Aperture (AV mode)
The aperture on a lens is a small hole that controls the depth of field in a photograph. Depth
of field affects focus on close and distant objects, adding blur for shallow depths of field which
blurs out the background so that objects in the foreground stand out more. Deep depths of
field have both the foreground and background in focus, popular in landscape and
Apertures can be controlled via AV mode on a camera, which is measured in F numbers. The
smaller the F numbers means there will be a shallow depth of field, whereas a bigger F
number will mean a deeper depth of field.
In the picture above it can be seen that the leftmost picture (F number 1.18) has a very
shallow depth of field and that the two middle cupcakes are in focus, while the rest are being
blurred in the background. On the other hand, the rightmost picture using F number 10 has all
five cupcakes in focus, and little to no blurring in the photo.
Here the milkshake bottle is in full focus
whereas the background has become
very blurred, making it hard to distinguish
details. The focus on the bottle has
created a very shallow depth of field.
This photo focuses on just the bottle.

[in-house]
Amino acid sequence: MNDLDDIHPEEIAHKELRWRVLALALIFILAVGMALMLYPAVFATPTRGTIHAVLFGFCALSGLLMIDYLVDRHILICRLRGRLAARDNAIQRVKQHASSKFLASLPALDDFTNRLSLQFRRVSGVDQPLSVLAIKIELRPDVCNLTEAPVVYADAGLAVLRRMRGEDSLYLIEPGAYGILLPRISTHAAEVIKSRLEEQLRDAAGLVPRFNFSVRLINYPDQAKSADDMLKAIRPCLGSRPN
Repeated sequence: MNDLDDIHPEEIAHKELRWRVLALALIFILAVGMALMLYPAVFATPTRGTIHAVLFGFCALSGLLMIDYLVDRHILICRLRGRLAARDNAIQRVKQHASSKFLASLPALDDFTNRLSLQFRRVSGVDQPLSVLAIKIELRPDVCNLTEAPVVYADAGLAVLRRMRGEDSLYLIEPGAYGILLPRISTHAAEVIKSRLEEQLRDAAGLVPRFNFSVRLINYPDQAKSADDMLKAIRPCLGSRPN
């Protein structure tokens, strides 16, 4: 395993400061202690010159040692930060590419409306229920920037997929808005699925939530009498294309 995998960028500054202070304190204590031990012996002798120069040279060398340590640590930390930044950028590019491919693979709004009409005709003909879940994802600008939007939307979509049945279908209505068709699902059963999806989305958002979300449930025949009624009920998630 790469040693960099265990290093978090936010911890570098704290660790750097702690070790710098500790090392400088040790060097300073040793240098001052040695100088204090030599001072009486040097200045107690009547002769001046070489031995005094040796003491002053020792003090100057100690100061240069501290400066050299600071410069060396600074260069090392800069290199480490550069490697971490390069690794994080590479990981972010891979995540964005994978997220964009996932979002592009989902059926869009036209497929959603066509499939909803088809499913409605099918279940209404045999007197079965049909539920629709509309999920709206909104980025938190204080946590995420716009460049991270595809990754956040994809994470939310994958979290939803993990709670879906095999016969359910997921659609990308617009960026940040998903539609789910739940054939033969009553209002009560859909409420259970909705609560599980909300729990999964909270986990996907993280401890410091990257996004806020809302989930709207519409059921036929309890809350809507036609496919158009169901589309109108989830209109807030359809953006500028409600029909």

This is the middle point where both bottle
and background are slightly in focus with
a moderate depth of field. There is still
some blur and it is hard to see some
details in the background. This photo has
everything in view.
This photo has the deepest depth of field
and as such there is little to no blurring in
the background, with both the bottle and
surroundings able to be viewed in detail.
As the shot has been moved back a
little, the background is much more
prominent here, to the point where the
‘rule of thirds’ applies (the bottle is in the
middle of the thirds)
Shutter Speed (TV mode)
Shutter Speed defines the length of time the lens shutter is open, allowing photograph that
depict motion to be captured with motion blur – distortion that simulates movement. The
speed can be individually controlled, to take less that 1/4000 th of a second, and going all the
way up to 3 hour captures for long exposure photography, which can be used to photograph
the movement of stars in the night sky.
Above are two examples of long exposure photography. For the prolonged time that the
shutter is open and photographing, the camera is able to capture every angle of the
lighthouse beacon and the full rotation of the stars.
Above are two examples of short exposure which is able to capture fast and precise
movement/moments. The camera is able to snap a picture of the fraction of a second that an
object hits the water and splashes.
The slow shutter speed has blurred the
motion in this photo, as each millimetre
of movement has been captured into one
single picture. This image is also the
brightest because the light has had a lot
of time to enter the lens.
The fast speed means that more precise
movement has been captured, so there
is an absence of blur. However this
image is very slightly darker than the top
image, as less light has entered the lens.
This image is very dark because the
extremely fast shutter speed (a 400th of a